Lanthanide ions as spectral conve...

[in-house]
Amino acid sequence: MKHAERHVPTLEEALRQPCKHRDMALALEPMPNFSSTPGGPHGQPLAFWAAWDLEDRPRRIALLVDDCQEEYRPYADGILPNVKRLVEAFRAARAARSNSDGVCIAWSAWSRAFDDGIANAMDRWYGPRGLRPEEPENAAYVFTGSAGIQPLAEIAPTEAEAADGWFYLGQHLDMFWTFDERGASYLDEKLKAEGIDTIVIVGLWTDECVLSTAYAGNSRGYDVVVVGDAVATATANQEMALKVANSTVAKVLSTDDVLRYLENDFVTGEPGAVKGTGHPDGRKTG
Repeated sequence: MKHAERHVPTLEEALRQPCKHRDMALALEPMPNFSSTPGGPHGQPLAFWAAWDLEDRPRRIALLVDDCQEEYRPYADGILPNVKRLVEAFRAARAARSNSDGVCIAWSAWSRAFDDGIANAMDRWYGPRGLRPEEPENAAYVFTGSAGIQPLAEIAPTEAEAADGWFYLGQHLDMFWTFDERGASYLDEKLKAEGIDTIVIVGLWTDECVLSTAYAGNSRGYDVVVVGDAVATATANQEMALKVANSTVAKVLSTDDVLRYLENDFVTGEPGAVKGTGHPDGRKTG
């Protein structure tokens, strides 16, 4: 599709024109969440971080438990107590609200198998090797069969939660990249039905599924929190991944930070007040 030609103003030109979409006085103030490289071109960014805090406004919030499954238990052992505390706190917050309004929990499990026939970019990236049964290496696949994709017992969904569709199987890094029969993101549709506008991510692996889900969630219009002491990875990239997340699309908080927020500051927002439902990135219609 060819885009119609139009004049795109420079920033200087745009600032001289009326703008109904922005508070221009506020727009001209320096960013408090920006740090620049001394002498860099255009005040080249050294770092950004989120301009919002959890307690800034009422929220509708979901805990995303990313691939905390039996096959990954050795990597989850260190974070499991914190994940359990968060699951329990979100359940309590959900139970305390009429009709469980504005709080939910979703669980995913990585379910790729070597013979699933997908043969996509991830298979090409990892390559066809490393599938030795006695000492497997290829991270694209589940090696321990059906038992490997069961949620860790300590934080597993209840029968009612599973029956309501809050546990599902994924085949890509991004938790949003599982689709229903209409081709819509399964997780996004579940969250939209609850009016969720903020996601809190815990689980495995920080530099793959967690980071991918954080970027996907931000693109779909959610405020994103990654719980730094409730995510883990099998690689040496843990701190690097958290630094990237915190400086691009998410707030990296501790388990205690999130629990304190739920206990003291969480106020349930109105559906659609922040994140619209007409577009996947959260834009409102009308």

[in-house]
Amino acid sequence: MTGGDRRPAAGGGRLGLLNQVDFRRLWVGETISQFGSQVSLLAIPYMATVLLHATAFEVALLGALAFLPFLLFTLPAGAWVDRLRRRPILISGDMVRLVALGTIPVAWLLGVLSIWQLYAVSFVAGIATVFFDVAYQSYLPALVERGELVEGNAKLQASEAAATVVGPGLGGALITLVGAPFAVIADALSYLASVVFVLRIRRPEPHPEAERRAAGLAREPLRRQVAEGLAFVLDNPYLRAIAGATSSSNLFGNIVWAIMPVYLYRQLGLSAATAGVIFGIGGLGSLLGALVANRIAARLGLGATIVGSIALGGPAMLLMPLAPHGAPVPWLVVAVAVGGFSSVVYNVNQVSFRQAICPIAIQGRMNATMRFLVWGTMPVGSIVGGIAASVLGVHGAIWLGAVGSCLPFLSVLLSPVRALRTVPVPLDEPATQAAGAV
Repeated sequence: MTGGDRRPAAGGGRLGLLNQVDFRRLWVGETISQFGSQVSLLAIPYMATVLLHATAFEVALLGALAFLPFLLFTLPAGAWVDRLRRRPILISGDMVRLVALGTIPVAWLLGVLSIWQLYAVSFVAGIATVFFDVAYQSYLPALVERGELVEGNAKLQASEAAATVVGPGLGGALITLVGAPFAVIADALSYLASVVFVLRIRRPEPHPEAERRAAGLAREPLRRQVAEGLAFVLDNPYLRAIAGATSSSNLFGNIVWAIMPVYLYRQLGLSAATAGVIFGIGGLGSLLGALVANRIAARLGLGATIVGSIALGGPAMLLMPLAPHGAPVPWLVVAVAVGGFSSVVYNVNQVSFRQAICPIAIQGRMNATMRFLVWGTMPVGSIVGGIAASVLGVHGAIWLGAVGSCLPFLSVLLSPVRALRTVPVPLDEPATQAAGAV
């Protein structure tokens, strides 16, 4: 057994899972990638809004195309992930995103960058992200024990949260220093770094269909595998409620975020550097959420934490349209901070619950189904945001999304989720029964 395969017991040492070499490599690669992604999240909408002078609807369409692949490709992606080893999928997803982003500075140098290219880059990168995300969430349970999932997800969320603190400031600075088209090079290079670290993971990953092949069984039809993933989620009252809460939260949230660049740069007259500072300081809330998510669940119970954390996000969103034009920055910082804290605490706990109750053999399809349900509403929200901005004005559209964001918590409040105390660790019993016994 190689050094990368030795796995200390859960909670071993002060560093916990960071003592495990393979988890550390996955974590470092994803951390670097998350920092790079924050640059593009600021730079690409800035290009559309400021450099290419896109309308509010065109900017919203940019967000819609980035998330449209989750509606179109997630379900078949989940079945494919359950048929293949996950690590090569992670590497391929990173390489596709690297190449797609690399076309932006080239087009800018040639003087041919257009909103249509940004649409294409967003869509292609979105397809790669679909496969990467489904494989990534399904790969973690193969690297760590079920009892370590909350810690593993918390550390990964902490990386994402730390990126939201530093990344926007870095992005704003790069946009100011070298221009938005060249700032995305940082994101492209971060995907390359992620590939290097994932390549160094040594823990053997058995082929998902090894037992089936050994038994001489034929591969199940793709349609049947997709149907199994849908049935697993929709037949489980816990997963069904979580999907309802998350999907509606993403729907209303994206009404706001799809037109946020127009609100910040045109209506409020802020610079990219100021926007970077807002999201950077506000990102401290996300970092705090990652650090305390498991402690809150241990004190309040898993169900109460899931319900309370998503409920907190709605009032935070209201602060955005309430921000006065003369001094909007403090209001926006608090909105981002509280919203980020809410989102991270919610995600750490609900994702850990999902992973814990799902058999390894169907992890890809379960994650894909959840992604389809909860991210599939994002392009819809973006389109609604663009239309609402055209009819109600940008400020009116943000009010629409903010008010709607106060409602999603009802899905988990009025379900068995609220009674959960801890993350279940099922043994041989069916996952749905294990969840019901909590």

Lanthanide ions as spectral converters for solar cells Bryan M. van der Ende,*ab Linda Aartsa and Andries Meijerink*a Received 10th July 2009, Accepted 19th August 2009 First published as an Advance Article on the web 10th September 2009 DOI: 10.1039/b913877c The use of lanthanide ions to convert photons to different, more useful, wavelengths is well-known from a wide range of applications (e.g. fluorescent tubes, lasers, white light LEDs). Recently, a new potential application has emerged: the use of lanthanide ions for spectral conversion in solar cells. The main energy loss in the conversion of solar energy to electricity is related to the so-called spectral mismatch: low energy photons are not absorbed by a solar cell while high energy photons are not used e���ciently. To reduce the spectral mismatch losses both upconversion and downconversion are viable options. In the case of upconversion two low energy infrared photons that cannot be absorbed by the solar cell, are added up to give one high energy photon that can be absorbed. In the case of downconversion one high energy photon is split into two lower energy photons that can both be absorbed by the solar cell. The rich and unique energy level structure arising from the 4fn inner shell configuration of the trivalent lanthanide ions gives a variety of options for e���cient up- and downconversion. In this perspective an overview will be given of recent work on photon management for solar cells. Three topics can be distinguished: (1) modelling of the potential impact of spectral conversion on the e���ciency of solar cells (2) research on up- and downconversion materials based on lanthanides and (3) proof-of-principle experiments. Finally, an outlook will be given, including issues that need to be resolved before wide scale application of up- and downconversion materials can be anticipated. I. Introduction Global energy consumption is on the rise and projected to double in 2050 in comparison with worldwide energy consumption rates in 2001.1 Sustainable energy production based on the direct conversion of energy radiated from the sun into useable forms like heat or electricity is expected to gain importance since it may be the only renewable source capable of generating su���cient energy to meet the long-term worldwide energy demand.1,2 Solar energy utilization requires effective means of capture and conversion of the solar radiation, and storage of the acquired energy.1 The capacity of photovoltaic cells to convert sunlight into electricity makes them prime candidates for effective large-scale capture and conversion of solar energy, but at present the contribution of photovoltaic energy is limited due to its relatively high cost per kilowatt-hour.3 A reduction in price may be achieved by either lowering the production cost or increasing the conversion e���ciency. a Condensed Matter and Interfaces, Debye Institute for NanoMaterials Science, Utrecht University, Princetonplein 1, 3584 CC Utrecht, The Netherlands. E-mail: email@example.com, firstname.lastname@example.org Fax: +31 (0)302532403 Tel: +31 (0)302532321, +31 (0)302532202 b Department of Physics and Astronomy, Trent University, 1600 West Bank Drive, Peterborough, Ontario, Canada K9J 7B8 Bryan M. van der Ende Bryan van der Ende attended Simon Fraser University (Burnaby, B.C., Canada) for his BSc degree, and the University of Guelph (Guelph, Ontario, Canada) for his MSc and PhD degrees. He is currently finishing a post- doctoral fellowship at Utrecht University, (Utrecht, The Netherlands) under the super- vision of Prof. Andries Meijerink. He will soon begin a new postdoctoral position with Prof. Ralph Shiell at Trent University (Peterborough, Ontario, Canada). Linda Aarts Linda Aarts received her BSc degree in chemistry and subsequently completed the Masters programme in Chemistry and Physics at Utrecht University (Utrecht, The Netherlands). Currently she is a PhD student at Utrecht Univeristy and works under the supervision of Prof. Andries Meijerink on down- conversion for solar cells. This journal is c the Owner Societies 2009 Phys. Chem. Chem. Phys., 2009, 11, 11081���11095 | 11081 PERSPECTIVE www.rsc.org/pccp | Physical Chemistry Chemical Physics